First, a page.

Cap on costs budgeting fees

The post-Jackson CPR remains a mess of badly drafted and confusing rules.

The Glossary to the CPR defines “Budget” as:

“An estimate of the reasonable and proportionate costs (including disbursements) which a party intends to incur in the proceedings.”

The words “intends to incur” suggests that “budget” is limited to future costs. However, PD 3E para.6 states:

“Unless the court otherwise orders, a budget must be in the form of Precedent H annexed to this Practice Direction.”

There is no doubt that Precedent H requires both past (“incurred”) costs and future (“estimated”) costs to be included. A completed budget (following Precedent H) will therefore include, by necessity, both past and future costs.

PD 3E para.7.4, under the hearing “Costs management orders” states:

As part of the costs management process the court may not approve costs incurred before the date of any budget. The court may, however, record its comments on those costs and will take those costs into account when considering the reasonableness and proportionality of all subsequent costs.”

It is therefore clear that a costs management order can only “approve” future costs. This is well established and not disputable.

PD 3E para.7.2 states:

“Save in exceptional circumstances – (a) the recoverable costs of initially completing Precedent H shall not exceed the higher of £1,000 or 1% of the approved or agreed budget”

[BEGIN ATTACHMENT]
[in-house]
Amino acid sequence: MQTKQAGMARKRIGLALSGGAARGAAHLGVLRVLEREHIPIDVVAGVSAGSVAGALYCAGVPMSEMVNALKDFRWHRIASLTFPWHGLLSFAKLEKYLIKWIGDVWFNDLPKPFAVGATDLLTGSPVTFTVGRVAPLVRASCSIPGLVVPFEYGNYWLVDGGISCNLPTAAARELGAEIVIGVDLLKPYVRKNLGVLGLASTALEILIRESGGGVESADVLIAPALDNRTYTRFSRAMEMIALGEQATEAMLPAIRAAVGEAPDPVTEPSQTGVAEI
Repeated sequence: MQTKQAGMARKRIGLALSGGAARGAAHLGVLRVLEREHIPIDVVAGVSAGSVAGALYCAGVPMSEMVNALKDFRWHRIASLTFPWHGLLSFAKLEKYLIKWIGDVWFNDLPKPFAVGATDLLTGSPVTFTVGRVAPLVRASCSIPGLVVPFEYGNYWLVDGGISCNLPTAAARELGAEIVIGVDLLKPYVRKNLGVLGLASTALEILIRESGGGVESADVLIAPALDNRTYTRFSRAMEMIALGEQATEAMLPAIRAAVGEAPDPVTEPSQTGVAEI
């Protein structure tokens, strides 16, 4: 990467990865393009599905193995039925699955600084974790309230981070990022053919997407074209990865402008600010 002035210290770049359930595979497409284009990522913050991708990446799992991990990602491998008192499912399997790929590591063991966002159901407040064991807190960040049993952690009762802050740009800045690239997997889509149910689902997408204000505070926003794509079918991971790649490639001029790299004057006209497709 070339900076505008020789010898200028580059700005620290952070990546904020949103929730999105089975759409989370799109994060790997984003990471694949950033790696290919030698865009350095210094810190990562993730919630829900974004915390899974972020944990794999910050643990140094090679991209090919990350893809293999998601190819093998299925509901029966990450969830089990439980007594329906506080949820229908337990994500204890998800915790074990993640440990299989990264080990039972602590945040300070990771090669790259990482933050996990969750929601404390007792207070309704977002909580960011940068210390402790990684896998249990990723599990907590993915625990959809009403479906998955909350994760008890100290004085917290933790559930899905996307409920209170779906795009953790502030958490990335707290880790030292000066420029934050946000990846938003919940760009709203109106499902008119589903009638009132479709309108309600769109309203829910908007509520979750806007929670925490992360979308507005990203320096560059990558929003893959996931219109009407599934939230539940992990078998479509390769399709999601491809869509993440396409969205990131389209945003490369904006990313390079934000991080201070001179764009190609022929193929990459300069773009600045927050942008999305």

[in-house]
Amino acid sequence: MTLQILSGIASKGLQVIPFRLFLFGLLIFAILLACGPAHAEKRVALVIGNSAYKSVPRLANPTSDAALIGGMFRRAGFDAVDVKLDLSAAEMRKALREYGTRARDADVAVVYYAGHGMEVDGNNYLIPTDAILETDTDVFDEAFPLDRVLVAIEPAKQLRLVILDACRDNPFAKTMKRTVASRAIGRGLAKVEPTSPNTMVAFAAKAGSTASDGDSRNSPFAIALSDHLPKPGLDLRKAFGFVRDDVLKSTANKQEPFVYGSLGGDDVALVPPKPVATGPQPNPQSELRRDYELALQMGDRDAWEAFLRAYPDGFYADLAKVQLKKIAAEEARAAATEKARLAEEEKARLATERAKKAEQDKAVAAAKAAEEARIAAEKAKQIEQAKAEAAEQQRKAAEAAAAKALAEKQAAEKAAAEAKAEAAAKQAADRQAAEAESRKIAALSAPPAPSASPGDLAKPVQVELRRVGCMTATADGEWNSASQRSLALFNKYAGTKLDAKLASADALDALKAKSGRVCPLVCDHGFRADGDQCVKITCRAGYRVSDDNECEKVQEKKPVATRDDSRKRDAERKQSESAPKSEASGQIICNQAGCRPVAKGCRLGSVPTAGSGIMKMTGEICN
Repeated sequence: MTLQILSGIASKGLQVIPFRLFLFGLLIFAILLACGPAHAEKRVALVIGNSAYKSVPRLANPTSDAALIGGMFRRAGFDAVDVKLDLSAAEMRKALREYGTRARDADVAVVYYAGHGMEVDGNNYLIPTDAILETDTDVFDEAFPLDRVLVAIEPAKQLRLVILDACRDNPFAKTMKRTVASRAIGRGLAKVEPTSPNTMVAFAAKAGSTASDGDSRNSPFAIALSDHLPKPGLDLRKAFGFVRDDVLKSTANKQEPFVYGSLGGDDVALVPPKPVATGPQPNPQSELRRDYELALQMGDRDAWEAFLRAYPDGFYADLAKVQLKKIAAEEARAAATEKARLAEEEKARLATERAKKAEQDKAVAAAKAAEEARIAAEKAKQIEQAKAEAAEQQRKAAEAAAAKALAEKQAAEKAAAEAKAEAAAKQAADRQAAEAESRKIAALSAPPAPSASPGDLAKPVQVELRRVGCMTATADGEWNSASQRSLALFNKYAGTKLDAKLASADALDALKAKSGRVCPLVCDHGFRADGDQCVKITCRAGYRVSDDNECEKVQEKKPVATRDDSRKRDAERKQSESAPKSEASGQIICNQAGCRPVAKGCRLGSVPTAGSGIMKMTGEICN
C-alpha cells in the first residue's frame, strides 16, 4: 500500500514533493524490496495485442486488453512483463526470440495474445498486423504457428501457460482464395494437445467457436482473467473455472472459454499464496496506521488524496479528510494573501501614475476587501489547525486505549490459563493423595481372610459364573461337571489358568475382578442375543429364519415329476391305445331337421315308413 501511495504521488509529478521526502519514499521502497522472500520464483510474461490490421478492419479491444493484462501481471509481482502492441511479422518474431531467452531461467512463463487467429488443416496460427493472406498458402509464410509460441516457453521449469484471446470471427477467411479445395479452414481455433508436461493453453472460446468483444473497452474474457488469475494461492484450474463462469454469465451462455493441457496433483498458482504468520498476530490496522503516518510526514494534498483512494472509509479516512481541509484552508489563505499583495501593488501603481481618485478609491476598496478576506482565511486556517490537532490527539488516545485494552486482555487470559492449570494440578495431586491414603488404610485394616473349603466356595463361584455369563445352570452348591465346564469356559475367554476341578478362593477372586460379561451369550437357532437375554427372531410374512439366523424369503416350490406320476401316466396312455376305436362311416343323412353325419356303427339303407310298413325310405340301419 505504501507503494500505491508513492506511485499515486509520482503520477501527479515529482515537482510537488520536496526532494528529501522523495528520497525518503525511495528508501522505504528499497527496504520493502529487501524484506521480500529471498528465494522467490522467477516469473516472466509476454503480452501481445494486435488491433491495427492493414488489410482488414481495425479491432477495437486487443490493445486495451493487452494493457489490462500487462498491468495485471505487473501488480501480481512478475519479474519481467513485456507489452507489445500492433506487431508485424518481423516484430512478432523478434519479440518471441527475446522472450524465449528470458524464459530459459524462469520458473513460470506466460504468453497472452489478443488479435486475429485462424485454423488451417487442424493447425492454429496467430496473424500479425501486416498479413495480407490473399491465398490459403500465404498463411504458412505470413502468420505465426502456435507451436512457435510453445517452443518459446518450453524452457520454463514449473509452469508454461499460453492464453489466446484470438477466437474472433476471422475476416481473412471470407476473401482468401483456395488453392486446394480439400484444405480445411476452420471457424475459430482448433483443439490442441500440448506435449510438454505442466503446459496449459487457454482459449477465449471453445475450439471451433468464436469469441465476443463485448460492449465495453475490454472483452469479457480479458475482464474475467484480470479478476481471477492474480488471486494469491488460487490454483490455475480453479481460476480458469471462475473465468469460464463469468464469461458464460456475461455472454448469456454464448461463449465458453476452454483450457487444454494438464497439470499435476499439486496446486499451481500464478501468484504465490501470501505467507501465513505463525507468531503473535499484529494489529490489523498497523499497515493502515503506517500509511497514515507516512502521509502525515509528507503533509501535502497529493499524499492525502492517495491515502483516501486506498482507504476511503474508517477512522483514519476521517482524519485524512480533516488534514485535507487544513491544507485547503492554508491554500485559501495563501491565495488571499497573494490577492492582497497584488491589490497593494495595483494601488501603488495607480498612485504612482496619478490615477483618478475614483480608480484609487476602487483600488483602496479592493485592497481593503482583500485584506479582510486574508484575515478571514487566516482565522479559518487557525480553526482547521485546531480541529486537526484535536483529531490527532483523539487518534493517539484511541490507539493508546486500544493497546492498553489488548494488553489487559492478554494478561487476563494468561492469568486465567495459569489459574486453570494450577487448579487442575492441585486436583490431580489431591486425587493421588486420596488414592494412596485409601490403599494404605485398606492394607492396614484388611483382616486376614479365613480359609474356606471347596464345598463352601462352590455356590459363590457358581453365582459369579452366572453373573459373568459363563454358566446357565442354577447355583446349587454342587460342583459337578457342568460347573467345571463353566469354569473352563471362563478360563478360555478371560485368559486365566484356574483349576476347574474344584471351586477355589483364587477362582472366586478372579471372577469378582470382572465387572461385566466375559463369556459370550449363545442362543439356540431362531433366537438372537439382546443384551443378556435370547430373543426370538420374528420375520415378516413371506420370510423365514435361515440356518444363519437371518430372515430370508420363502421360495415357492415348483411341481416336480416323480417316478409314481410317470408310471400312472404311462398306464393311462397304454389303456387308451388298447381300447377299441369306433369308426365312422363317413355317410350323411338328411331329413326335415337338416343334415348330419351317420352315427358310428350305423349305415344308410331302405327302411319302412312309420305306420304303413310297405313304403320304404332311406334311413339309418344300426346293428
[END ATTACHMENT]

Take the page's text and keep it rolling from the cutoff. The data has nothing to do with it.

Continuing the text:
What though, for these purposes, is the “approved or agreed budget”? The court cannot “approve” costs already incurred.

I am sure that this was intended to mean that if a budget filed by a party totalled £110,000 which was agreed/approved in full, the costs of completing that budget would be limited to £1,100 (being 1% of £110,000.

But, what if the budget includes £110,000 incurred costs and £110,000 future estimated costs and the same is agreed/approved in full? Which of these applies:

  1. The cap of the total for preparing the whole budget is £1,100 (being 1% of the £110,000 future costs) with nothing recoverable for the work including in the budget the incurred costs?
  2. The cap on preparing the part of the budget relating to the future costs is £1,100 (being 1% of the £110,000 future costs) with no cap on the recoverable costs for the work including in the budget the incurred costs?
  3. Is there a distinction depending on whether the budget is approved or agreed? PD 3E para.7.4 prevents the court approving incurred costs but does not prevent the other side from agreeing incurred costs. If a party agrees a budget without further comment, are they taken to have agreed the incurred costs or is it implicit the incurred costs are excluded from the agreement as the court has no control over such costs?

Cook on Costs 2015 identifies this problem and concludes the cap is calculated by reference to the future costs only: